Nigel Farage’s strategy for winning the European Elections is based around winning over blue collar workers who normally vote Labour. Ukip believe that they can use immigration as a battering ram to break through Labour’s defences in the north. One of the party’s campaign billboards unveiled last night simply says, ’26 million people in Europe are looking for work. And whose jobs are they after’. (I suspect that Ukip will welcome the controversy these posters are attracting because it will help amplify their message)


Ukip’s argument is that it is the only party that can actually do something about immigration. Its logic is simple: as long as Britain is in the EU, this country can’t stop people from the rest of the EU coming here to look for work and Ukip is the only party that wants to take Britain out of the EU.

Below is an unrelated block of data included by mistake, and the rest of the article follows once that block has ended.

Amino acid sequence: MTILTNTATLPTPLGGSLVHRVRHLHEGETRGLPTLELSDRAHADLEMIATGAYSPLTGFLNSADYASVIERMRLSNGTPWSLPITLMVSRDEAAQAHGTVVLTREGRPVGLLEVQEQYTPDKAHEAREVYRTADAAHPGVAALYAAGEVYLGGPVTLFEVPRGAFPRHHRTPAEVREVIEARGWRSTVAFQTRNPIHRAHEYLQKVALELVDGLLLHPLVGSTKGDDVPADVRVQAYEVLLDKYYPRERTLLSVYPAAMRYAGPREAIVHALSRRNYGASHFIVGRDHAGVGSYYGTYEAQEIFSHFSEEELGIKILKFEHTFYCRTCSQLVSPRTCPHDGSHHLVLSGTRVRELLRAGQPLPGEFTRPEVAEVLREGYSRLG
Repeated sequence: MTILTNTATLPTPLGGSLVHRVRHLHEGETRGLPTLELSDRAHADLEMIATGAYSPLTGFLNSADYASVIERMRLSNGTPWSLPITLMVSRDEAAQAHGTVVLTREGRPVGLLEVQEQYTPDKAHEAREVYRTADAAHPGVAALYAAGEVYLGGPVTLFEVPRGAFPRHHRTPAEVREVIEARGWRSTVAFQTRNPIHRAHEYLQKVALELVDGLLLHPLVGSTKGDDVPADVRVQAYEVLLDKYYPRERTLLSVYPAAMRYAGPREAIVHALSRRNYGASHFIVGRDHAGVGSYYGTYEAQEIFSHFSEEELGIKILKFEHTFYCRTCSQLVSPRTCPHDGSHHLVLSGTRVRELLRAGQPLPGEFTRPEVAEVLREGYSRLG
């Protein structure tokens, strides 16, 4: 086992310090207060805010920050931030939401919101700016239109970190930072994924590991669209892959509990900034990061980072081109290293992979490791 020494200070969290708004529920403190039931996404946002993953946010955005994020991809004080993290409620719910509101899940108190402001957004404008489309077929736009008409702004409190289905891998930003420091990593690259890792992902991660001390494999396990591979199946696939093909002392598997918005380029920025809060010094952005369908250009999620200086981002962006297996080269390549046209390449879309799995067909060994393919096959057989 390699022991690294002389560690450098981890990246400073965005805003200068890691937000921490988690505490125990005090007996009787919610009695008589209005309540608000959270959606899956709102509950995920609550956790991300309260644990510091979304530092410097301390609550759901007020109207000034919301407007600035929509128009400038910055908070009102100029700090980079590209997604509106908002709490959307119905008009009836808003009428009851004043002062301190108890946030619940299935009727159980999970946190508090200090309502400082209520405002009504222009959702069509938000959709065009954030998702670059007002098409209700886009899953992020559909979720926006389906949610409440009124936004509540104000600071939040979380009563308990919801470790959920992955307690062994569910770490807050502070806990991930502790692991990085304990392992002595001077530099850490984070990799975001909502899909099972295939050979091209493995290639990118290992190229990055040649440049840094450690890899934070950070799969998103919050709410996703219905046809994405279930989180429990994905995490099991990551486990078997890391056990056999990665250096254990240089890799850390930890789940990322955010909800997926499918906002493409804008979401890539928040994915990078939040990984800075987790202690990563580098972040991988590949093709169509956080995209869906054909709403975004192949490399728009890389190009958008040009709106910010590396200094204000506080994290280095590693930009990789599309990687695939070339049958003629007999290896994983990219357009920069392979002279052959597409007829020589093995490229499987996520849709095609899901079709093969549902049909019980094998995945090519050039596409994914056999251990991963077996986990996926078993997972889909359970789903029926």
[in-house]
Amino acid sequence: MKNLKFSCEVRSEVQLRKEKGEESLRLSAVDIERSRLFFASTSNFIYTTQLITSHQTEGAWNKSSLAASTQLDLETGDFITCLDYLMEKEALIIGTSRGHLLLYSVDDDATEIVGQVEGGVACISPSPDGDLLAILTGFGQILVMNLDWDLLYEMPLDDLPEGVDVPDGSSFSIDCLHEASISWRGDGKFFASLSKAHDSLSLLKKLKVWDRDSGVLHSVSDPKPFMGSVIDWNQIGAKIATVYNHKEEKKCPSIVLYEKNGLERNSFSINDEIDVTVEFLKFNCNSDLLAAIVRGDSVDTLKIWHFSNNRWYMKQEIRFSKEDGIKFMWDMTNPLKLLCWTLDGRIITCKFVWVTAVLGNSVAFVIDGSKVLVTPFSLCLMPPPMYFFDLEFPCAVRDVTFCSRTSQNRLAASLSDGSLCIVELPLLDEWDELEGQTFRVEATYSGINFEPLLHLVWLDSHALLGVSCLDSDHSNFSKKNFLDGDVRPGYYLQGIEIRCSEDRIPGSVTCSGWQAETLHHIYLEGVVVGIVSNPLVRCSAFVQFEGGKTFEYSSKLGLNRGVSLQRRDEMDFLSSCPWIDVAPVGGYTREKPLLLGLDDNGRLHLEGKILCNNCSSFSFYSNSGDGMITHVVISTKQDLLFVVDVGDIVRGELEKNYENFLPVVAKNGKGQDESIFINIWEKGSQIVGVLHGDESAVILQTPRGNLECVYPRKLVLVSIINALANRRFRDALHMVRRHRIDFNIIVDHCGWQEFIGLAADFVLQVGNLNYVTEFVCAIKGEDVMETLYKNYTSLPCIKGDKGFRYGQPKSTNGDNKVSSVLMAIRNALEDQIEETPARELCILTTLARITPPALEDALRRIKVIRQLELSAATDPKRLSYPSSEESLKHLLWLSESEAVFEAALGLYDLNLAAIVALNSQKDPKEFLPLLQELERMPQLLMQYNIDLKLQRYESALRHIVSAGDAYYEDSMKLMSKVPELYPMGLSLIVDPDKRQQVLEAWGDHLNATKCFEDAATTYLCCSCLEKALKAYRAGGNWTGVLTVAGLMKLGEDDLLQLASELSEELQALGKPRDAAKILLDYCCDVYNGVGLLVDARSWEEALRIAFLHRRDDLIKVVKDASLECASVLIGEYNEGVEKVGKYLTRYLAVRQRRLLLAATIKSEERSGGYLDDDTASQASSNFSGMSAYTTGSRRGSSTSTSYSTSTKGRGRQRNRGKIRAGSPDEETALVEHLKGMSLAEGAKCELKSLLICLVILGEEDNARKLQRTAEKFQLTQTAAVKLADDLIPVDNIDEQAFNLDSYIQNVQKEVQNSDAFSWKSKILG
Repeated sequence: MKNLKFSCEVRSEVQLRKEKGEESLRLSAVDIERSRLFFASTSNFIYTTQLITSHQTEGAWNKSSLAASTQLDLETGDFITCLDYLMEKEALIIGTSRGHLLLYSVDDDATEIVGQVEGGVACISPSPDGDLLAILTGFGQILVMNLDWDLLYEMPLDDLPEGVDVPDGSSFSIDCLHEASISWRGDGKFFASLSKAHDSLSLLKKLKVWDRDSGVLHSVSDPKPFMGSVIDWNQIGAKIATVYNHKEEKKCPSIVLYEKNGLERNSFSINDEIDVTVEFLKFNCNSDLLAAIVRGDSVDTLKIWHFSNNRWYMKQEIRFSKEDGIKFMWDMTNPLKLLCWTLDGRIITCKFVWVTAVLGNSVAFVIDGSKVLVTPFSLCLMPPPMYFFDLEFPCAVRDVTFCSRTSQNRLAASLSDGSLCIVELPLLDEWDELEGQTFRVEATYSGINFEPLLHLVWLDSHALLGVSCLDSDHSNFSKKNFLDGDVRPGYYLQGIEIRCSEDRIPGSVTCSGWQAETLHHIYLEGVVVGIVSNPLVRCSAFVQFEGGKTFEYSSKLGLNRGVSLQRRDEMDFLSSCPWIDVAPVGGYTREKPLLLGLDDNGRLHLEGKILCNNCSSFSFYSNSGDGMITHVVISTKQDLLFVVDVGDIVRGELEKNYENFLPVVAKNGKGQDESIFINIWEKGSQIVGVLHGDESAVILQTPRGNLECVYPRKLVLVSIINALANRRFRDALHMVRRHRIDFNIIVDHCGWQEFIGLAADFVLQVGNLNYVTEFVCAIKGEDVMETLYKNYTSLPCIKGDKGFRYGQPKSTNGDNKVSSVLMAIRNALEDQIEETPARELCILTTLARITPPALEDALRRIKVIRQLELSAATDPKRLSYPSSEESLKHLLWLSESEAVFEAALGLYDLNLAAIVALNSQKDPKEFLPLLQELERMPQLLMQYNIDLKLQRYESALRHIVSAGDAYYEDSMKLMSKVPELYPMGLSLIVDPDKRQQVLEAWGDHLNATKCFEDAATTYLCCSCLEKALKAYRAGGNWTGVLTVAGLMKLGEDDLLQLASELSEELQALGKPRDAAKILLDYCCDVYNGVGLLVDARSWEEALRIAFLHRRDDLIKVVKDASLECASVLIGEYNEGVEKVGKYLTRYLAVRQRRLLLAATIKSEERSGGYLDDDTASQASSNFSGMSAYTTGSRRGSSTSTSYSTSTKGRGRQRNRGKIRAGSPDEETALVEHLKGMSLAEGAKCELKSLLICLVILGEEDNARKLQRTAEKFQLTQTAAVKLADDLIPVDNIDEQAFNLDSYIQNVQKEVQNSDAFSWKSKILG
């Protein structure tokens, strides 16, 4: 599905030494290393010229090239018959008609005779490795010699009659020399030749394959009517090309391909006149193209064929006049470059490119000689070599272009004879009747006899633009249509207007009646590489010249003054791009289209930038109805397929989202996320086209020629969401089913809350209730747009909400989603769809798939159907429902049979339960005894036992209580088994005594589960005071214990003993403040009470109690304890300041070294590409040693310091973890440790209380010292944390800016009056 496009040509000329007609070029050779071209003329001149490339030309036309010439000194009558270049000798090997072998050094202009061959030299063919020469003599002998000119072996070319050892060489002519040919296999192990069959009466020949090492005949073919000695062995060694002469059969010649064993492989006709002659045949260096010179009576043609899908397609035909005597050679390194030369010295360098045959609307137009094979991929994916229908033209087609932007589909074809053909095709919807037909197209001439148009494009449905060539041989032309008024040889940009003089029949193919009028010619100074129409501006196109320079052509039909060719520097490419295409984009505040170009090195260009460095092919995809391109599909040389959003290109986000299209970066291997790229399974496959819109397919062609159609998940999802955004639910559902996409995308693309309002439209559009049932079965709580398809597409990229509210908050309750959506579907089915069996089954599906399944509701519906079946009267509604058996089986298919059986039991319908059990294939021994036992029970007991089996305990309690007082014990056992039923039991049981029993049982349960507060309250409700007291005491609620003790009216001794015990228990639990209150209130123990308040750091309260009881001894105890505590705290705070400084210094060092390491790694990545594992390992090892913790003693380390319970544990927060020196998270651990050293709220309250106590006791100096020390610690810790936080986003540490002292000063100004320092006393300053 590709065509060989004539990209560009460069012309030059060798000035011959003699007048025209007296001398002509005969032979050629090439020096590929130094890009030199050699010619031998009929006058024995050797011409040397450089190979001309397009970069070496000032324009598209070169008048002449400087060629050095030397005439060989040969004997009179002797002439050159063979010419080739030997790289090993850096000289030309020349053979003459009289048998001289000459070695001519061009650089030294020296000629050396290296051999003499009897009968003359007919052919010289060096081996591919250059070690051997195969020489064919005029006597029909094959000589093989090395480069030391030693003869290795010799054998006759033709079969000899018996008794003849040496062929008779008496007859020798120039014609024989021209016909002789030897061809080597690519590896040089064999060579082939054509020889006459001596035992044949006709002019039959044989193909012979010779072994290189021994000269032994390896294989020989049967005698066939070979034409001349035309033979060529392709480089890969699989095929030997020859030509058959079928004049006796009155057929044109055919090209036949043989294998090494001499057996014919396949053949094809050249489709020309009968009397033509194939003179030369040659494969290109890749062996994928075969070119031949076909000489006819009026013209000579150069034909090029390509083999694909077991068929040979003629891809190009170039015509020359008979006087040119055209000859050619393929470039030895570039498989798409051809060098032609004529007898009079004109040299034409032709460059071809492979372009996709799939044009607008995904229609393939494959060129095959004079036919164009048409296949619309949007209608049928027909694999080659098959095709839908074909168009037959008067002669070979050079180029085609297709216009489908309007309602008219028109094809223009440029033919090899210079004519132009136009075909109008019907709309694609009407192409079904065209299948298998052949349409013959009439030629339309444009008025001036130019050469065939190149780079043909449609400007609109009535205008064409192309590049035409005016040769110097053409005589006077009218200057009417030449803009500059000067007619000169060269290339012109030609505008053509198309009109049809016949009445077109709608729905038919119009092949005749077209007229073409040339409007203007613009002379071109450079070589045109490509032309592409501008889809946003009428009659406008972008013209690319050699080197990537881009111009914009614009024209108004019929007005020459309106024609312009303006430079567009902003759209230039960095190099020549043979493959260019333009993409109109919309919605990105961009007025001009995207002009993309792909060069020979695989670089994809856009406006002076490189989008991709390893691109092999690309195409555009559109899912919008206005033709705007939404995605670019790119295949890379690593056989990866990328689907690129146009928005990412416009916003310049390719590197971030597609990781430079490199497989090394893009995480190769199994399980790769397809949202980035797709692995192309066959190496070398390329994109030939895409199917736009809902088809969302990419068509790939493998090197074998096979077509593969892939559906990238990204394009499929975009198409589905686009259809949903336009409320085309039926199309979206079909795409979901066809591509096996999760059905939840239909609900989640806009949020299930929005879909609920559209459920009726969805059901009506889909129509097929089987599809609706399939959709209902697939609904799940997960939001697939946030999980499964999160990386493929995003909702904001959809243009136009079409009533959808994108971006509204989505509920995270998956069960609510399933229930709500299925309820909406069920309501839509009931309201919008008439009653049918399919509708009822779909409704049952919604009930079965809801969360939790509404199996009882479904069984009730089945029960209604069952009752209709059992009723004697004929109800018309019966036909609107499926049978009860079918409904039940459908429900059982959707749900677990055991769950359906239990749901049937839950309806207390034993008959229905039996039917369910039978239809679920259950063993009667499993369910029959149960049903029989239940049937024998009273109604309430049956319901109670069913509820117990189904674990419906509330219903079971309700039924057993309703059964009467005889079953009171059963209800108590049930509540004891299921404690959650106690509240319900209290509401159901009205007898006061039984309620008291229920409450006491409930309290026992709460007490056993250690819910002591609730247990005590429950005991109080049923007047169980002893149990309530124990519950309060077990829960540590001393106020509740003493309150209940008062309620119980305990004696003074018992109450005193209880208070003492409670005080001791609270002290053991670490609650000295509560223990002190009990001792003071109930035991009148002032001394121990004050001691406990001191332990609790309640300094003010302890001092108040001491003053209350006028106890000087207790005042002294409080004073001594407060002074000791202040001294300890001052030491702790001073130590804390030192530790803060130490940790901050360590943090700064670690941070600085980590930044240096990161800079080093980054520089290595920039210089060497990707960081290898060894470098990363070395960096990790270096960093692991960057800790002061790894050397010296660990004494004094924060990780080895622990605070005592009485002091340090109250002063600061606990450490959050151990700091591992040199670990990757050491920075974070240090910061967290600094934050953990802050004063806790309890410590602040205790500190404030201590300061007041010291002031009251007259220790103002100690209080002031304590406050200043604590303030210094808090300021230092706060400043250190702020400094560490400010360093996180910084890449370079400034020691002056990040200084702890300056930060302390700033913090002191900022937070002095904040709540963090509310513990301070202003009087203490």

Another intriguing aspect of Farage’s foray into Labour territory, his ‘Join the People’s Army’ campaign tour starts in Yorkshire this week, is his attempt at political jiu-jitsu. He wants to try and turn Ed Miliband’s cost of living attack against him, pointing out that the squeeze on wages began under Labour. It’ll be fascinating to see if this attack gains traction.

Ukip are concentrating on Labour voters because they are confident they already have a host of traditional Tory supporters in their column for May 22nd. If Farage’s strategy works, Ukip will top the poll. This would throw the main parties into chaos. The public would have delivered a vote of no confidence in the entire public class. But, as I say in the Mail on Sunday, if Ukip don’t win these elections, Farage will have missed his best chance to break the mould of British politics.

Tags: 2014 European Elections, Conservatives, Ed Miliband, Europe, Immigration, Labour, Nigel Farage, UK politics, UKIP